He then formally addressed the chair and said a wee bit more diplomatically, “Mr. President, I think it’s time to go home.”

Asked about the comment on Friday, Burns chuckled about the incident. “Well, I don’t remember saying it,” he began. “But if I did, it was probably to one of my staffers.”

He added that upon reflection, it was probably a “pretty accurate” description of the state of affairs.

Burns spokesman J.P. Donovan, who works out of Montana, noted that he frequently runs into strong gusts of wind in Livingston — a stopping point on the way to Bozeman.

“I’ve seen 80-mile-per-hour gusts that have just about knocked me off my feet,” Donovan told HOH. “And it doesn’t even make the news.”

Donovan stressed that he did not want to “belittle the danger” imposed by fallen power lines and other hazards on the East Coast. But, he added of the winds that frightened D.C. folks so much, “In Montana, that’s kind of a stiff breeze.”

Political Disaster Area. Almost as funny as the Burns quip was the press release sent out by Sen. John Edwards (D-N.C.) last Thursday.

“Senator Edwards Seeks Presidential Disaster Declaration,” screamed the press release.

HOH’s immediate reaction was: Hasn’t the national media already declared that the Senator’s presidential campaign a disaster?

But upon reading more of the release, this was no joking matter. It turned out that Edwards had written a letter urging President Bush to declare a federal disaster in parts of North Carolina ravaged by Hurricane Isabel.

When asked whether the release was nonetheless a commentary on the state of the Edwards presidential campaign, the Senator’s Hill spokesman, Mike Briggs, said, no way.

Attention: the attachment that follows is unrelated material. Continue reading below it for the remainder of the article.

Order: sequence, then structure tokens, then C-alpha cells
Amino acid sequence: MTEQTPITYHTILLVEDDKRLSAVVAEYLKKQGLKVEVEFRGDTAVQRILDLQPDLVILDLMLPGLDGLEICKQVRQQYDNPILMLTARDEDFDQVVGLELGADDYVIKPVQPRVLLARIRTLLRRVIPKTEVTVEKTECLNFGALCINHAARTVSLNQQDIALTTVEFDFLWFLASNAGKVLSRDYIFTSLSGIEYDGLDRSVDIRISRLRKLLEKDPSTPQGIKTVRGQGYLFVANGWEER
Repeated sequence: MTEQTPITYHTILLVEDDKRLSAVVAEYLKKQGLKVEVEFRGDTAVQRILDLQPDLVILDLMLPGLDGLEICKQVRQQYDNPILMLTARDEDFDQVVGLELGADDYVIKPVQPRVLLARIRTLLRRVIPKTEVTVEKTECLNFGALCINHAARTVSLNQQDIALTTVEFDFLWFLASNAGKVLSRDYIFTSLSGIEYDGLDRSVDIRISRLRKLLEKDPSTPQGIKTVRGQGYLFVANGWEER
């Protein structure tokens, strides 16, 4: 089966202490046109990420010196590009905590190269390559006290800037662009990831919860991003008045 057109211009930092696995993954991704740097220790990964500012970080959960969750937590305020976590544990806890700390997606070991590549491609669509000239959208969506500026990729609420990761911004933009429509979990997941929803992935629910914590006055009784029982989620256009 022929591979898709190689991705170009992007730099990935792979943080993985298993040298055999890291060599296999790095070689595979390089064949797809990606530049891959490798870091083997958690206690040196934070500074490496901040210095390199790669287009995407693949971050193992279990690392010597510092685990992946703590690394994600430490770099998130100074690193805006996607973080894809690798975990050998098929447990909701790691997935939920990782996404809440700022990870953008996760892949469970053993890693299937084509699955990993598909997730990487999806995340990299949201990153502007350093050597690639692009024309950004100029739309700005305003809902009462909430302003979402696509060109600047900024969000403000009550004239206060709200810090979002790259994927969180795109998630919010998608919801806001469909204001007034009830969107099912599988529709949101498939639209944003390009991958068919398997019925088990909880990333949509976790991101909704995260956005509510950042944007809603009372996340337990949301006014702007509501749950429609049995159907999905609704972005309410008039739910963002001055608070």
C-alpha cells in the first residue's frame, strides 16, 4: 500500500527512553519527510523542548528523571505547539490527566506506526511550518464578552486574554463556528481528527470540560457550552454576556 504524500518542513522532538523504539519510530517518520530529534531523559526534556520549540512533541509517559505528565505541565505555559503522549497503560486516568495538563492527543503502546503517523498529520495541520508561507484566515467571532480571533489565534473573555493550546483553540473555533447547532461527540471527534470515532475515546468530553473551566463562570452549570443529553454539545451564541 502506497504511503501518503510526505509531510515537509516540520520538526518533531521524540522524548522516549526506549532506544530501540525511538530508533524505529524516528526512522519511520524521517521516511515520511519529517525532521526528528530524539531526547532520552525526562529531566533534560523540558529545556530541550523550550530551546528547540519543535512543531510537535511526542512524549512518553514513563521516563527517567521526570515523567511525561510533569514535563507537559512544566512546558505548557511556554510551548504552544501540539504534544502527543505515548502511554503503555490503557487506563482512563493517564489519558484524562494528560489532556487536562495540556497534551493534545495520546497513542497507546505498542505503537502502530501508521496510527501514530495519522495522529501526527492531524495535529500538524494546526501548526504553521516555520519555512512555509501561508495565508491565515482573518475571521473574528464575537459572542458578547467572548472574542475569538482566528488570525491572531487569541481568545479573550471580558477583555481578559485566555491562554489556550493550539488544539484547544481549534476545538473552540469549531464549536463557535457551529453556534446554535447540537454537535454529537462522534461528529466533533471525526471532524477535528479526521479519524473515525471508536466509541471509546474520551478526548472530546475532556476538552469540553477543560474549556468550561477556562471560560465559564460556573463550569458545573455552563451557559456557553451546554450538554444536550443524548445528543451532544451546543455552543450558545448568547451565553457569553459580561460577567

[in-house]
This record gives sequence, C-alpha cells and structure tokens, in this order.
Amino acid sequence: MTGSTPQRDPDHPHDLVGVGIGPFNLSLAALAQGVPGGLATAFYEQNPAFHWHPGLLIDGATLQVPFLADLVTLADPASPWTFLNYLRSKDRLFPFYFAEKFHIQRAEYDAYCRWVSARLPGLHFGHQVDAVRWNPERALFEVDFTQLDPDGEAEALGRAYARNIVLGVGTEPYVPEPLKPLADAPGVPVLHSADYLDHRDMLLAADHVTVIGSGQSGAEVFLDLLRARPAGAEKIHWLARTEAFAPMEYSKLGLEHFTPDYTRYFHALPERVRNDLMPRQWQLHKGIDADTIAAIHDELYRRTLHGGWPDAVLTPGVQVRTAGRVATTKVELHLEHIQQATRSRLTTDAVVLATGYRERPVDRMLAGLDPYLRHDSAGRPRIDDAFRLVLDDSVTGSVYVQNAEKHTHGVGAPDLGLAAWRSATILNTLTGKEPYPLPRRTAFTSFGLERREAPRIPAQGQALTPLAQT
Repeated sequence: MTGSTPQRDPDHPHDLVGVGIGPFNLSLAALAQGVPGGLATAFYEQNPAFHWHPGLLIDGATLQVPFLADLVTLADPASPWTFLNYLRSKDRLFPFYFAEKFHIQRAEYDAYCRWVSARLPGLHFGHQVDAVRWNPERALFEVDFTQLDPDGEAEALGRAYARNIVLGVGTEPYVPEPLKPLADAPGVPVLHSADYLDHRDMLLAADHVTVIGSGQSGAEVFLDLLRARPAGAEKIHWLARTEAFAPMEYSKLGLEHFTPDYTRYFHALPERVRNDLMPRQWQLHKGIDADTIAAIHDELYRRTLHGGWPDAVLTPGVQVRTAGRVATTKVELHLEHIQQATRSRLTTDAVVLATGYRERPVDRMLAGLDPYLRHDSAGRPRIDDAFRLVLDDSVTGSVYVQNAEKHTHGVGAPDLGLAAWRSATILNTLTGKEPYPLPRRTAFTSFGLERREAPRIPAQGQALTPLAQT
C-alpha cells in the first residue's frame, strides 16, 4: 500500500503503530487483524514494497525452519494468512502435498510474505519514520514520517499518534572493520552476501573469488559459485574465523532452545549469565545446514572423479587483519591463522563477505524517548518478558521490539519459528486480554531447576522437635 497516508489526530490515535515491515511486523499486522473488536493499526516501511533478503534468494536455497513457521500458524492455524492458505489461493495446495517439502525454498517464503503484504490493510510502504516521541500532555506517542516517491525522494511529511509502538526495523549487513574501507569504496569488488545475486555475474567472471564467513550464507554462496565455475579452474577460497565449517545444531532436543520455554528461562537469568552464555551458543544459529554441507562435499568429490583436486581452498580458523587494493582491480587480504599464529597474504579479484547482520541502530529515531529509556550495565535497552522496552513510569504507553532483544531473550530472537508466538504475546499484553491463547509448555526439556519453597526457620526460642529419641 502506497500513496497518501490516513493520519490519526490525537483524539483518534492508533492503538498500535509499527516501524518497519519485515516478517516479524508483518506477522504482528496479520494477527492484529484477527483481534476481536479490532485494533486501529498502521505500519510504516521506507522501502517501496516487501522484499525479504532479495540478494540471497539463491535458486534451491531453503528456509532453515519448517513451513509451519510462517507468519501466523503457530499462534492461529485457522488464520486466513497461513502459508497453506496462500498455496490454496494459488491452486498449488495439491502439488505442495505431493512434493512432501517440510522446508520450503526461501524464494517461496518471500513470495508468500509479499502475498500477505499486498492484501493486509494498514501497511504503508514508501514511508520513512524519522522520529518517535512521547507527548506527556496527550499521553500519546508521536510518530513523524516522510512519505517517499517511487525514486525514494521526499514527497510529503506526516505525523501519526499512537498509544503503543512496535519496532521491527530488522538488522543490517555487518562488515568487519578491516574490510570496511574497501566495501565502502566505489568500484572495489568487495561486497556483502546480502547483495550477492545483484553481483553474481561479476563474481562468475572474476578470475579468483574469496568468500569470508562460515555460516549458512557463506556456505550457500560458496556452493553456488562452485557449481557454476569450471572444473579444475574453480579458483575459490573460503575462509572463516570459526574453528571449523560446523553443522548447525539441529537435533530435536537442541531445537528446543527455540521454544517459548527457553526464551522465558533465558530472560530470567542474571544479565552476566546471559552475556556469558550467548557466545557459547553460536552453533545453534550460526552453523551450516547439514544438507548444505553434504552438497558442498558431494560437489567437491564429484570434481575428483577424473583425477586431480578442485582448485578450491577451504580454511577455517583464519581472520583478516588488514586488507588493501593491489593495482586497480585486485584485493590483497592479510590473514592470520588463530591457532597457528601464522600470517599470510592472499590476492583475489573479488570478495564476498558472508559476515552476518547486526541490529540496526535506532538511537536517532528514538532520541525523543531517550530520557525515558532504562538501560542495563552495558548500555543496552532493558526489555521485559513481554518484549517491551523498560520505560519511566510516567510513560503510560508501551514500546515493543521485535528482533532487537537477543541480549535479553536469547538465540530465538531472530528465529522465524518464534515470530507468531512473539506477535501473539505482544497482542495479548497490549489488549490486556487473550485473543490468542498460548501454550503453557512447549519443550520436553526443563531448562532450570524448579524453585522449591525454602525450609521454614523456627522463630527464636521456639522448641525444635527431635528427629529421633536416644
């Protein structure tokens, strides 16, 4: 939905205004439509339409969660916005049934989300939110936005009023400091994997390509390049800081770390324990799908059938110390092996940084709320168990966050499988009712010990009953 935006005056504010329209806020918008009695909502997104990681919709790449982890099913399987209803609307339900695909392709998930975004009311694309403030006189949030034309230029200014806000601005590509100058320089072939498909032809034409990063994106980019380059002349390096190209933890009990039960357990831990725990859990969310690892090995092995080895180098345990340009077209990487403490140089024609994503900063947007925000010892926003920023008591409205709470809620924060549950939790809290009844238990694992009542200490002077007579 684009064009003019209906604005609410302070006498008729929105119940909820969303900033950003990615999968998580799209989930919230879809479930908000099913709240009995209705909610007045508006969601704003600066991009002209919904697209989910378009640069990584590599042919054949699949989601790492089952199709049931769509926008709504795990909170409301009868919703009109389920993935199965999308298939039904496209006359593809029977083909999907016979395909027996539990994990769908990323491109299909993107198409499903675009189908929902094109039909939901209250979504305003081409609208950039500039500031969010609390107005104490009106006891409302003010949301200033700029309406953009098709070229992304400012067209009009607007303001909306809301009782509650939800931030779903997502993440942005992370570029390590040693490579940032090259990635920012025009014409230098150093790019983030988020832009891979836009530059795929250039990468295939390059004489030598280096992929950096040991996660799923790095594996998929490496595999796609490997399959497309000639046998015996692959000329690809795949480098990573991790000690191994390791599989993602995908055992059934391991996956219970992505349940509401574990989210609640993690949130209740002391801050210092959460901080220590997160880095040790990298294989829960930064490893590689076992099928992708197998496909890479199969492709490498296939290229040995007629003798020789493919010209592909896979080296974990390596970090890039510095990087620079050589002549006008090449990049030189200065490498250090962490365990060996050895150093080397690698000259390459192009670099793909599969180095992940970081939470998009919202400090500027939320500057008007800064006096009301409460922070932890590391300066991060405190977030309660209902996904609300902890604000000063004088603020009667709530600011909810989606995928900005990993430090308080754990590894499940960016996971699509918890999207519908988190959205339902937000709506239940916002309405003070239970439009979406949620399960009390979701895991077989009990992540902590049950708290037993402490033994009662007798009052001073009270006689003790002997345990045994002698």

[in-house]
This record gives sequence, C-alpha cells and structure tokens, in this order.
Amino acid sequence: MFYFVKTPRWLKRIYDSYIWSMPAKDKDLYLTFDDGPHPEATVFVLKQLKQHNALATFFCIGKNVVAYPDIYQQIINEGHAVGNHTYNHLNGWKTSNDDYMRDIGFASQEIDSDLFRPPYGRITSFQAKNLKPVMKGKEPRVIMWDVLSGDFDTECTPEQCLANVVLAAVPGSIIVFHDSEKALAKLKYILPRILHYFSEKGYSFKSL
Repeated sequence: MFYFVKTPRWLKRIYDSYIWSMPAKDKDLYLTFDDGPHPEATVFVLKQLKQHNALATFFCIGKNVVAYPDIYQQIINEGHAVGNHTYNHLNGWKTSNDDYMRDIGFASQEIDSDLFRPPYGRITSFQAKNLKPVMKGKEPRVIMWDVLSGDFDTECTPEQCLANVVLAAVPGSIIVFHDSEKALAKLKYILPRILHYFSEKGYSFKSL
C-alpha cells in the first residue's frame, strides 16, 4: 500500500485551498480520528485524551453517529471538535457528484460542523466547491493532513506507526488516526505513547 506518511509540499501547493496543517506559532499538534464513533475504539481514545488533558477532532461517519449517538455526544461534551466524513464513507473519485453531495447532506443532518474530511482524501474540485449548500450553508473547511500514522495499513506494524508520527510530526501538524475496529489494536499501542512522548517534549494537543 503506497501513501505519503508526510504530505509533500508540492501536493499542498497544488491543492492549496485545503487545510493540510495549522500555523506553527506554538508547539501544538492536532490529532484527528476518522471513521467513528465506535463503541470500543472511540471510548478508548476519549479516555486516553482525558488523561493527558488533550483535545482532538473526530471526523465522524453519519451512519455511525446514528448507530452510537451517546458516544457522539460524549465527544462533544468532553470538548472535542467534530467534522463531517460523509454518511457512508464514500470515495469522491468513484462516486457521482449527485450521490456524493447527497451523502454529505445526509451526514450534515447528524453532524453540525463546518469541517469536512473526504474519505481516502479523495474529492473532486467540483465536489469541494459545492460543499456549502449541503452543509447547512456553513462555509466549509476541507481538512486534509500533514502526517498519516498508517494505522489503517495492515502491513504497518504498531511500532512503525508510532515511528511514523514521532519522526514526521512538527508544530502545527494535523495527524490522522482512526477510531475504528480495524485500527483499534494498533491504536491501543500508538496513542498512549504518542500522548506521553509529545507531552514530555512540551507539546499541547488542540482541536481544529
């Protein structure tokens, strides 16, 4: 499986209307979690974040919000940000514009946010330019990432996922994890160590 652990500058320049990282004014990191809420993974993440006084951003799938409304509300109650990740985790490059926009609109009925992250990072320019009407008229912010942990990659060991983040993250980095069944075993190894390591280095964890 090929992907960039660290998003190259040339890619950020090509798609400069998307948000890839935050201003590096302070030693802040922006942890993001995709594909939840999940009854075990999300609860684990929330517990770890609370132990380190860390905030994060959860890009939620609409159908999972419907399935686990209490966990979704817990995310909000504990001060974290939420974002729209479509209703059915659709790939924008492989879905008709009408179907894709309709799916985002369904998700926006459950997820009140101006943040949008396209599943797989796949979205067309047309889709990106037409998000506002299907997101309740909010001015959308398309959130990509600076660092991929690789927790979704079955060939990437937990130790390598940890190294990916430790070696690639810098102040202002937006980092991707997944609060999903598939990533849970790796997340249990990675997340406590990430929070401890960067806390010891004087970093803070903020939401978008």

“Nor,” he added quickly, “the state of the president’s campaign.”

Forever Young. Rep. Joe Baca (D-Calif.) has come up with a new version of whether he gave a powerful House chairman golf lessons in exchange for a $1 million bridge in his district.

After HOH learned from House Appropriations Chairman Bill Young’s (R-Fla.) office that the chairman doesn’t play golf, Baca’s office said the Congressman was just joking when he told a hometown newspaper that his lessons for Young had “paid off” in the form of a pork project.

But then on Tuesday, Baca wrote a letter to the editor of the San Bernardino Sun claiming that he had actually told a reporter for that paper that he gave golf lessons to House Transportation and Infrastructure Chairman Don Young (R-Alaska).

“Never at any time did I imply that I played golf with Appropriations Chairman Bill Young,” wrote Baca. “Nor did I mean to imply that we simply received funding because I provided something for the chairman.”

Baca’s office had not previously suggested that there was a case of mistaken identity, though the San Bernardino paper ran a correction. The word is that while he played golf with Don Young a couple of years ago, there were no lessons involved and it hardly had any effect on recent legislation. In addition, the $1 million project in question was news to committee staffers for Don Young, who’s not in a position to appropriate the money anyway.

Steve Hansen, spokesman for Don Young, told HOH, “First of all, Young doesn’t need golf lessons.”

And the chairman who handles authorizing legislation wants to make clear that he doesn’t trade provisions for golf lessons — or anything else.

“I’m sure Congressman Baca was simply joking with the reporter because Chairman Young doesn’t evaluate projects based on anything except the merits,” he said. “All of the projects that are going to be approved in the highway and transit bill are going to be done on a bipartisan basis.”

Baca, who wrote to the local newspaper that he realizes “building relationships is fundamental to passing legislation,” was planning to pen letters to both Youngs in order to patch things up. No word on whether a few putting pointers will be offered as an olive branch.